U.S. 'losing ground' on terror risks

WASHINGTON — WASHINGTON - President-elect Barack Obama will likely confront a biological or nuclear attack at home or abroad if the United States and its allies do not act decisively to prevent it, according to a report released this week by a panel created by Congress.

The report found that the United States had taken important steps to counteract nuclear proliferation and, to a lesser extent, biological terrorism, but had "not kept pace with growing risks."


The nine-member, bipartisan commission presented its conclusions yesterday to Vice President-elect Joe Biden and Arizona Gov. Janet Napolitano, Obama's nominee for secretary of Homeland Security.

"We have been losing ground, and we are less secure today than we have been in the recent past," said former Sen. Bob Graham, the Florida Democrat who is the commission chairman, as the panel released its findings yesterday.


The report concluded that biological agents pose the most imminent threat to the United States among weapons of mass destruction. The spread of biotechnology, and the corresponding rise of poorly secured and regulated pathogens around the world, has put the United States in an increasingly precarious situation, Graham said.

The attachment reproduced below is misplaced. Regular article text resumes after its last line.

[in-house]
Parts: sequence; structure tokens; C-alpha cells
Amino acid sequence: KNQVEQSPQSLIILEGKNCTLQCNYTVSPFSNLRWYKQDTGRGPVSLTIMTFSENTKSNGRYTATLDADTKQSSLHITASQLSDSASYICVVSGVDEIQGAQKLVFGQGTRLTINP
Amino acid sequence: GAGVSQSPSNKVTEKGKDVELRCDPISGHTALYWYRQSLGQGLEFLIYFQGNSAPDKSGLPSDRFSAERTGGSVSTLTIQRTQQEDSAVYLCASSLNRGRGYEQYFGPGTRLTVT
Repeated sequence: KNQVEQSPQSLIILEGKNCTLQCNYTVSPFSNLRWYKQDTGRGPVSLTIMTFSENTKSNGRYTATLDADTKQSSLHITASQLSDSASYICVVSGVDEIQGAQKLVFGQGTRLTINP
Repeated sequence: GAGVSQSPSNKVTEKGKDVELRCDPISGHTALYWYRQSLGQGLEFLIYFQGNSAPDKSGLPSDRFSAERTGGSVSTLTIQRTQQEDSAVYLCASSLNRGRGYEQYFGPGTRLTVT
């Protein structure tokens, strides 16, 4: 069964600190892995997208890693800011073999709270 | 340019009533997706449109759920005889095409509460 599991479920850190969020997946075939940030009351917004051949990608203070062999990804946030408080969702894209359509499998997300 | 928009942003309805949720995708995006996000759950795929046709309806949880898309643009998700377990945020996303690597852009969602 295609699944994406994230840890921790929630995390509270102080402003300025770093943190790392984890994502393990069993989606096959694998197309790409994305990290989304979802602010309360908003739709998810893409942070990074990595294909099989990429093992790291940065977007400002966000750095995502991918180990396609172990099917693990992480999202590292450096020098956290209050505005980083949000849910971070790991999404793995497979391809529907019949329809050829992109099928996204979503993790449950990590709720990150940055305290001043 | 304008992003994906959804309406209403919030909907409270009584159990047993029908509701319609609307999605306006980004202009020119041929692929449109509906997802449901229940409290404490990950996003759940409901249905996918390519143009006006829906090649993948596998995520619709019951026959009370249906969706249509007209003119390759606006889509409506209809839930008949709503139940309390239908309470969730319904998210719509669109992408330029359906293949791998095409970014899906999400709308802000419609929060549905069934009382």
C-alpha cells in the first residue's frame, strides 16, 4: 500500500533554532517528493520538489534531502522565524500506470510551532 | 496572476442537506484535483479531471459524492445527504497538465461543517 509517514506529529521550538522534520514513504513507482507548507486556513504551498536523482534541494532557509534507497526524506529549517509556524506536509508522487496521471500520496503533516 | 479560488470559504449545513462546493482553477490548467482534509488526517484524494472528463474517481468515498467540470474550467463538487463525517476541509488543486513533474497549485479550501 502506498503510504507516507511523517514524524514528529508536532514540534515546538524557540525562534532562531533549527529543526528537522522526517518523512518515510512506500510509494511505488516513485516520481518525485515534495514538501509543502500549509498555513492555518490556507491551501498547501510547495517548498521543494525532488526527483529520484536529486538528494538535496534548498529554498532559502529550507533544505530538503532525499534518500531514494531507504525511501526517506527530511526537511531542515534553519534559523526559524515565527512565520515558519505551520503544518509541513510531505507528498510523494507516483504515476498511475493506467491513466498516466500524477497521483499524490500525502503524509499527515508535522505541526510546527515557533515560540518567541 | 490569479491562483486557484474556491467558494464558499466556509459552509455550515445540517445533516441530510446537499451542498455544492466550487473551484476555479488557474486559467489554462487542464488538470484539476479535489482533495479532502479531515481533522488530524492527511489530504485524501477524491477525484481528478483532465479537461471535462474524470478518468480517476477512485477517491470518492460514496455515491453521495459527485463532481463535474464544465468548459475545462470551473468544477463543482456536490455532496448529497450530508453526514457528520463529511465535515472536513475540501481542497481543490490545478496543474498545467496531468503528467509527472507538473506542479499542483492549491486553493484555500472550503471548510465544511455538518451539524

The Commission on the Prevention of Weapons of Mass Destruction Proliferation and Terrorism said American security is threatened by nuclear weapons programs in Iran and North Korea, as well as in Pakistan, given its history of political instability and arsenal of several dozen nuclear warheads.

"What we're saying in this report is: Look, this is urgent and important, and it has to constantly be at the top of the menu," said former Sen. Jim Talent, a Missouri Republican and the commission's vice chairman.

The report, which was ordered by Congress last year to serve as a road map for the next administration, made several recommendations about reorganizing agencies aimed at slowing the spread of nuclear weapons.